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As I struggle to write what I hope to be a series of articles focused on some of the larger, enduring myths surrounding the American Civil War, I am reminded of the little details which have been allowed to perpetuate in the history books.
For example, what comes to mind when we mention the Battle of Little Big Horn? What’s the name that comes first to your mind, or more precisely his rank. For too many, I believe, it was George Armstrong Custer, General George Custer, the boy general. Yes, George Custer did achieve the rank of General in 1863. This promotion, however, was brevet a promotion due to it being a battlefield promotion and he was serving in a volunteer unit at the time. But during that infamous day in 1876, he wore the rank of Lieutenant Colonel (Lt. Col). In the end, it made very little difference.
The famous warfare changing naval engagement that took place at Hampton Roads, Virginia in March of 1862 between two iron clads; care to name them? If you said the USS Monitor and CSS Merrimack you would be mostly right except that the Merrimack was what the Confederate ship was called when it was being built in the Norfolk Naval yard. The ship that had been the Merrimack was scuttled when the federal forces withdrew and when salvaged by the nascent Confederate Navy, she was rechristened the CSS Virginia. Some history books reflect this reality while others do not, and like the above, the overall effect on history could be considered nominal just like the battle of Bunker Hill during the American Revolution. But of course as you have guessed, the battle actually took place on Breeds Hill. Even when the history books have it correct, the false narrative endures.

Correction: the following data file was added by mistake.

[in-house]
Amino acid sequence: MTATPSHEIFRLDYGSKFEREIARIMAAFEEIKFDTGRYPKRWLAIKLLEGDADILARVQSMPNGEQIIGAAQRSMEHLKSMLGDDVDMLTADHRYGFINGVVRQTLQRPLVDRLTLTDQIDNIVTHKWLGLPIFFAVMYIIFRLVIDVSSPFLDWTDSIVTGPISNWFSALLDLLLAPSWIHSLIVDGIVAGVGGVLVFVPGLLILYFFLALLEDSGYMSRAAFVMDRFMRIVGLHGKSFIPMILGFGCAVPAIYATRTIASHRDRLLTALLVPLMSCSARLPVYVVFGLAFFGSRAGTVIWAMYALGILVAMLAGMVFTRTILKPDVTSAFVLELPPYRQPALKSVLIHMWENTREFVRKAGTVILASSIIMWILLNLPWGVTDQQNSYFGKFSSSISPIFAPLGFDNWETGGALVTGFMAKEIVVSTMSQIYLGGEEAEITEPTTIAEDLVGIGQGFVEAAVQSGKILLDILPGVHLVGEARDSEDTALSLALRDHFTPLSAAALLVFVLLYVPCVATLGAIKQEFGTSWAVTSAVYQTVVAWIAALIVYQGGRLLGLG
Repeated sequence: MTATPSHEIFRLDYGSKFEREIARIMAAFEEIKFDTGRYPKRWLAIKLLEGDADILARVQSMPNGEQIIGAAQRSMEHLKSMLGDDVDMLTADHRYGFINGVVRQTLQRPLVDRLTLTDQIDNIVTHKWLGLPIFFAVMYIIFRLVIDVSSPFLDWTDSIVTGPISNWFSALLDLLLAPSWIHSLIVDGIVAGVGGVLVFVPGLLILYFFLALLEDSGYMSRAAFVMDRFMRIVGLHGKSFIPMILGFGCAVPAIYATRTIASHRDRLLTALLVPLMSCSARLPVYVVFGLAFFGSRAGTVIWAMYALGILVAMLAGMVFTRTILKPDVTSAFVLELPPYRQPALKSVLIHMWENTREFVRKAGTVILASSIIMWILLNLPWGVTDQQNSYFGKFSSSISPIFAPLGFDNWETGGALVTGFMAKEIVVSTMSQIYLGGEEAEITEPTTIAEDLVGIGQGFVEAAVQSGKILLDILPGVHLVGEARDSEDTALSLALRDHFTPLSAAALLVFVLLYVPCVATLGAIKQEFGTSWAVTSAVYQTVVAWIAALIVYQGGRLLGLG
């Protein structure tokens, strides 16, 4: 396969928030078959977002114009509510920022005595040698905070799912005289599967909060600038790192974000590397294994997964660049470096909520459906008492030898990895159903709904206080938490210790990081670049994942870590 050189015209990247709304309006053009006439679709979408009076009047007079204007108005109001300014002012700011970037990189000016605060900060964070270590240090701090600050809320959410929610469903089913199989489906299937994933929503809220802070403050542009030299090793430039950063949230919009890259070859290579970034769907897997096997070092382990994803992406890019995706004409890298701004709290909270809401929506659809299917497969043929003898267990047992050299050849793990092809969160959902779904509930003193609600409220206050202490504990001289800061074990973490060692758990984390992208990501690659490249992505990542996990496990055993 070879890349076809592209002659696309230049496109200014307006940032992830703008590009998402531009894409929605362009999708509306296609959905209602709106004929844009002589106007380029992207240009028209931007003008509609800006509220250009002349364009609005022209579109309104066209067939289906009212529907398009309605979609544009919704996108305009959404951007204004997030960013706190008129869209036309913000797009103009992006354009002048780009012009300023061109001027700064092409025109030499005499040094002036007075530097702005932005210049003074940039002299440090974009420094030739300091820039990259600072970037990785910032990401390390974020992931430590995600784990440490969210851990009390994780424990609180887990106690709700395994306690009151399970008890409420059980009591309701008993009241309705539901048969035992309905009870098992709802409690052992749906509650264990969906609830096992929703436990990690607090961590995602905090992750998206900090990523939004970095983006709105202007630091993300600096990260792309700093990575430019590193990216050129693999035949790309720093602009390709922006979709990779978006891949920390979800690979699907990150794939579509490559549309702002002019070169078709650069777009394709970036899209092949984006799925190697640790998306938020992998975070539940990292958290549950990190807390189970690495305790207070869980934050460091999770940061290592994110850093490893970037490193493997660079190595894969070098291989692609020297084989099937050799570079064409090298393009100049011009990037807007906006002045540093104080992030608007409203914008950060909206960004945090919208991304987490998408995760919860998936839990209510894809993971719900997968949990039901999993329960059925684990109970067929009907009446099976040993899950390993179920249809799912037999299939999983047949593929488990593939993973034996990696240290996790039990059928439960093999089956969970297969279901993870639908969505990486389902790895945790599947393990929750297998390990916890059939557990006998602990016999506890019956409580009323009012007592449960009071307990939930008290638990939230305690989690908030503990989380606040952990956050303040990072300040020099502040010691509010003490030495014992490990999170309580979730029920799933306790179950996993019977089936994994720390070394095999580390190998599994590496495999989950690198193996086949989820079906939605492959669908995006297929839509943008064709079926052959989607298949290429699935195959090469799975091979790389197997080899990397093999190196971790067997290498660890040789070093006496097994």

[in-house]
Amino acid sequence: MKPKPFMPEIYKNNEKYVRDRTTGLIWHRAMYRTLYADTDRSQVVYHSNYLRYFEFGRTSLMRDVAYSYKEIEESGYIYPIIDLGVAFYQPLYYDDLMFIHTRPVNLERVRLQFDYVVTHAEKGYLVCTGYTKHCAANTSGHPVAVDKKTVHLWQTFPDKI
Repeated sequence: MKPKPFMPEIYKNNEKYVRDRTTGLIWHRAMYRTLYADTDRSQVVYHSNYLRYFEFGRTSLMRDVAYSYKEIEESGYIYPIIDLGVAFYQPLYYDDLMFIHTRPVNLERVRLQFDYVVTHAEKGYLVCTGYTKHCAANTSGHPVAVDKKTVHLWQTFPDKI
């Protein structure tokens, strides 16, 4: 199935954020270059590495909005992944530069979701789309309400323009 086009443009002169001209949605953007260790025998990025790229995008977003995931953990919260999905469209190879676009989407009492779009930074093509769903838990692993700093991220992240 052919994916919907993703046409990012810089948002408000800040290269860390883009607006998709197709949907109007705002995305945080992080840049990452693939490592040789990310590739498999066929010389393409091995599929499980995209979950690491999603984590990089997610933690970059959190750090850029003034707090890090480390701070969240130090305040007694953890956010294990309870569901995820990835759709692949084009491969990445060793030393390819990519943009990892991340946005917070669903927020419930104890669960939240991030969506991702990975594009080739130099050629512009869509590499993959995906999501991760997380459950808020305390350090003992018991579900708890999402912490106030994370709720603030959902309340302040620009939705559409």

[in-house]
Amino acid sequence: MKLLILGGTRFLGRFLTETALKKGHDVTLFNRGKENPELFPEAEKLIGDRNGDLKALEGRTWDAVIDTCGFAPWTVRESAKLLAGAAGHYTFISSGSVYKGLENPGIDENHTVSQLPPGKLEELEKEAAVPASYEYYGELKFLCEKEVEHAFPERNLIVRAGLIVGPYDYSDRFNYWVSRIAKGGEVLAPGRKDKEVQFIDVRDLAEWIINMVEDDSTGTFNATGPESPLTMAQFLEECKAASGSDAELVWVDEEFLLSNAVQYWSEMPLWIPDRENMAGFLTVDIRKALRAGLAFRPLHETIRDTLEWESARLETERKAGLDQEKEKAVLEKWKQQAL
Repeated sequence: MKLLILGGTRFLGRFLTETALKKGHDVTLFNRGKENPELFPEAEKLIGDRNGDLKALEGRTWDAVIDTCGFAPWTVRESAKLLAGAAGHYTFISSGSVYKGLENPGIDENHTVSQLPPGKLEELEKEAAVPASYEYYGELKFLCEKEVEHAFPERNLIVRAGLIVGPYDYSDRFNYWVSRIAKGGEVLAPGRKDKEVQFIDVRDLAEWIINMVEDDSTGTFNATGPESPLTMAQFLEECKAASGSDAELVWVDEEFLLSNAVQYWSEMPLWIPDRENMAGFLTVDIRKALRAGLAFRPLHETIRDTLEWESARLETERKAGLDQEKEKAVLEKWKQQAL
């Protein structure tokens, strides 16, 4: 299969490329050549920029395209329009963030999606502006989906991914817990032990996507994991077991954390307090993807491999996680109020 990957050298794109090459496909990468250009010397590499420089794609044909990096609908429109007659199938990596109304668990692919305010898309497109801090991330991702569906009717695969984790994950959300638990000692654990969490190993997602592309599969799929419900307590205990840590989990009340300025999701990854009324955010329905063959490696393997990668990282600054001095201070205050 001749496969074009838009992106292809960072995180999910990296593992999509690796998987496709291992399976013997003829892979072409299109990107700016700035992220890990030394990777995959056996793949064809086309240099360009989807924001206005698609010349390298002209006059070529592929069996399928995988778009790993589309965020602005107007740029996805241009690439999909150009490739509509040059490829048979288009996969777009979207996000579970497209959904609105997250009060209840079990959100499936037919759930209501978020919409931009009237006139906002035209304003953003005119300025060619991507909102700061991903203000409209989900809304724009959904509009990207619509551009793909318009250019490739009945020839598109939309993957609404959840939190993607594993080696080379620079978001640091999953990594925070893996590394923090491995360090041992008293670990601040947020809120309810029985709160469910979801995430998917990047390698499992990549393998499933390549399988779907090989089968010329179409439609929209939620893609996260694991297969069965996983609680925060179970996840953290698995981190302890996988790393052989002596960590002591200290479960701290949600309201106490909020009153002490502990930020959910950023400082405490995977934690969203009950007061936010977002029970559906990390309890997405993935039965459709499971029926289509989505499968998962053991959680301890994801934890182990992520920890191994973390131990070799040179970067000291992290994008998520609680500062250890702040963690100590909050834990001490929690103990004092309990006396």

All of history is full of such little details. I can name a good dozen more, from “the British are coming” being shouted by whom, to the actual signal displayed from the church in question, and to Gen. George Patton’s pistols, or George Washington’s teeth, all of which would have little bearing on our […]